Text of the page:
Paper by Dr. Hiroaki Kitano published in Molecular Systems Biology
OIST Prof. Hiroaki Kitano has developed a novel field of biological theory that integrates what appear to be two very distant fields of study – biology and modern investment theory – to address some of the mysteries of biology.
OIST Principal Investigator Dr. Hiroaki Kitano Develops Biological Theory Integrating Biology and Modern Investment Theory
Japan, July 25, 2010 — Dr. Hiroaki Kitano, Principal Investigator of the Open Biology Unit at OIST, has developed a novel field of biological theory that integrates what appear to be two very distant fields of study – biology and modern investment theory – to address some of the mysteries of biology. This ground-breaking work has been published in the latest issue of Molecular Systems Biology, published jointly by EMBO & Nature Publishing Group.
In modern investment analysis, modern portfolio theory (MPT) tries to make the most of any trade-off to generate as much return as possible for the least amount of risk. In biological systems, the trade-off is between biological robustness, the speed of cell proliferation, and biomass productivity, etc.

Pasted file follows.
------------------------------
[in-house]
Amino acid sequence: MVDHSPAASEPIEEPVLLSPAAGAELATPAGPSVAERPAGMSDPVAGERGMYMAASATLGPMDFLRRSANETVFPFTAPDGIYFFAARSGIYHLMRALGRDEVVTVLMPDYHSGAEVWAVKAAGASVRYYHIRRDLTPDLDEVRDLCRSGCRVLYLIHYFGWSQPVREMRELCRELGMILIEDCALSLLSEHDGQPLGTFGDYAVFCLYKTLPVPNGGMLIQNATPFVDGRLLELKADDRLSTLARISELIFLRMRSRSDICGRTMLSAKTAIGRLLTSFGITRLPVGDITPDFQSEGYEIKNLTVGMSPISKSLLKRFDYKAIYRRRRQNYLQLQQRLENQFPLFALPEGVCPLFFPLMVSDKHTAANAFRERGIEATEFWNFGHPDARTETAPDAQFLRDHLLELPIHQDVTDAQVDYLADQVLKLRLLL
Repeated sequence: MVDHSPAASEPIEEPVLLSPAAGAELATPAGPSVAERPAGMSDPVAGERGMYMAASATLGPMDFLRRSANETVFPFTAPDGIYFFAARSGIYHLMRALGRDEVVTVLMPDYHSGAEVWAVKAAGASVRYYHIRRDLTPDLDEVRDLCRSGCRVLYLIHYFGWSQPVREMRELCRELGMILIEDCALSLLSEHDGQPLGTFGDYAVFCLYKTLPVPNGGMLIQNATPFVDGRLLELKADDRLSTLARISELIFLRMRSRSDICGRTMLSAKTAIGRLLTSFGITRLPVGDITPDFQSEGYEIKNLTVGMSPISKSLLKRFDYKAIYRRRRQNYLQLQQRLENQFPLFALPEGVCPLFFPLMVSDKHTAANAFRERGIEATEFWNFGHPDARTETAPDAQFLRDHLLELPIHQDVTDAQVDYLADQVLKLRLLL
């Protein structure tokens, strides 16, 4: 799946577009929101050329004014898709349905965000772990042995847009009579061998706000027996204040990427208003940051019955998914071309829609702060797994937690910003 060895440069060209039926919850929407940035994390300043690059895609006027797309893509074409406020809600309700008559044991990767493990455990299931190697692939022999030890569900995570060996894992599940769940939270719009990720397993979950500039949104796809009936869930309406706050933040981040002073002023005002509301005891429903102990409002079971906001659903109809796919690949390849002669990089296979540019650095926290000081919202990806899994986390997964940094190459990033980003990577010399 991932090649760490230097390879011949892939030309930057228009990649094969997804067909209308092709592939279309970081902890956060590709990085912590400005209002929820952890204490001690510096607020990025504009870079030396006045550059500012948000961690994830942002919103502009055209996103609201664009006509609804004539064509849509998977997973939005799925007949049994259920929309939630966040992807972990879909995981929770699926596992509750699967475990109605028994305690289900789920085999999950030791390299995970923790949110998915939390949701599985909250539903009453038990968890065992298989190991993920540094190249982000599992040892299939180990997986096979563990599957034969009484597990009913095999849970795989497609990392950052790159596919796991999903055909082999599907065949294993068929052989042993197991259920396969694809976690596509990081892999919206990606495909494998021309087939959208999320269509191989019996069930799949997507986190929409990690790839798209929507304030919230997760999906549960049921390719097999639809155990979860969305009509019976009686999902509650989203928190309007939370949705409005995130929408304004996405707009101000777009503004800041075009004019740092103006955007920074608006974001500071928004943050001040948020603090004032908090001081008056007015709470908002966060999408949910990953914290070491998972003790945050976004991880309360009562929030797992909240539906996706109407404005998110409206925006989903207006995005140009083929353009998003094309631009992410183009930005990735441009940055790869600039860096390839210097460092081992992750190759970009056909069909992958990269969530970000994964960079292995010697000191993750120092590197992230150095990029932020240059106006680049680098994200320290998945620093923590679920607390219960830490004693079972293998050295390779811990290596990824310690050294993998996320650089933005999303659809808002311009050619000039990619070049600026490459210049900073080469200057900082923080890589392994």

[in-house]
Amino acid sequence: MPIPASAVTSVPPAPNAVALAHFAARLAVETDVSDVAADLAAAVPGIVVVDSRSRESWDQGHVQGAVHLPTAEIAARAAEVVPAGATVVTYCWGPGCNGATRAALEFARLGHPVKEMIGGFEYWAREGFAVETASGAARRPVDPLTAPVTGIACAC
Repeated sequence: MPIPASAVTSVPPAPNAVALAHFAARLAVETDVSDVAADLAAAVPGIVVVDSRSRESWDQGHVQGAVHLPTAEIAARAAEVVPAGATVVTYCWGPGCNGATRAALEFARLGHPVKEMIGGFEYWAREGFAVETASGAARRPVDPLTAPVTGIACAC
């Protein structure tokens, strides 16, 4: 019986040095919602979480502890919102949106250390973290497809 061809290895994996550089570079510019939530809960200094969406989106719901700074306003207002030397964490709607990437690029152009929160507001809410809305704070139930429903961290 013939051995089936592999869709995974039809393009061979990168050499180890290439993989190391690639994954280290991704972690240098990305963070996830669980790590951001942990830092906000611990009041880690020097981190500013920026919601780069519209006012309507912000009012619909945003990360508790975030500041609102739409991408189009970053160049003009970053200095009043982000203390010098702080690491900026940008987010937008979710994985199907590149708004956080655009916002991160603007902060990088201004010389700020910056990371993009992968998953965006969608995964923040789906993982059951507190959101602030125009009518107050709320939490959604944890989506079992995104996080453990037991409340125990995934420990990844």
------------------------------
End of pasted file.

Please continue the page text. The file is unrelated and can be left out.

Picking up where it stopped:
Biological robustness is a fundamental feature of living systems, and the development of successful theories of robustness may shed light on system-level characteristics of biological systems. One intriguing aspect of this concept is the possible existence of intrinsic trade-offs between robustness, fragility, performance, and so on. At the same time, there is still relatively little understanding of whether such trade-offs evolve regardless of the situation or only under specific conditions, an area that warrants careful investigation.
In his paper, Dr. Kitano reassesses this concept using a redefined form of portfolio selection theory, and argues that biological robustness may hold only when a system is sufficiently optimized and that it may not be conserved when there is room for optimization in its design. Several testable predictions and implications for cell culture experiments are also presented. This paper lays the foundations for future applications of economic and investment theory in biology.